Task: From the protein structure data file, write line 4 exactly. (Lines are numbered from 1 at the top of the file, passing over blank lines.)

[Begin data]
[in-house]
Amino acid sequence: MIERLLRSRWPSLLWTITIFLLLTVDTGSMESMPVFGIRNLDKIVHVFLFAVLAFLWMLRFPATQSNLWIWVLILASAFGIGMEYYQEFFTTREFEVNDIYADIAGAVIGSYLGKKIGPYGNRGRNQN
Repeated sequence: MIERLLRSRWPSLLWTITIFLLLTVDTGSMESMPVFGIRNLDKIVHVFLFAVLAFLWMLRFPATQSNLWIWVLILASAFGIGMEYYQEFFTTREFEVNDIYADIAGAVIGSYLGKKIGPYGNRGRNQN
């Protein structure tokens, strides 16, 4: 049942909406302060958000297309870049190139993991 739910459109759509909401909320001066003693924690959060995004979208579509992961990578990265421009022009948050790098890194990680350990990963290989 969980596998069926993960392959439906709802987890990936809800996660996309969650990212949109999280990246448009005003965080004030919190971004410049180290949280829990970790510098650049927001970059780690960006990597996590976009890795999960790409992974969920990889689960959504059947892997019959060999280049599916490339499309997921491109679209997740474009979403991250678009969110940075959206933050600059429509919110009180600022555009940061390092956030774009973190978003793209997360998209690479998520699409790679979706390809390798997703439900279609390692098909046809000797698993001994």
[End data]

């Protein structure tokens, strides 16, 4: 049942909406302060958000297309870049190139993991 739910459109759509909401909320001066003693924690959060995004979208579509992961990578990265421009022009948050790098890194990680350990990963290989 969980596998069926993960392959439906709802987890990936809800996660996309969650990212949109999280990246448009005003965080004030919190971004410049180290949280829990970790510098650049927001970059780690960006990597996590976009890795999960790409992974969920990889689960959504059947892997019959060999280049599916490339499309997921491109679209997740474009979403991250678009969110940075959206933050600059429509919110009180600022555009940061390092956030774009973190978003793209997360998209690479998520699409790679979706390809390798997703439900279609390692098909046809000797698993001994």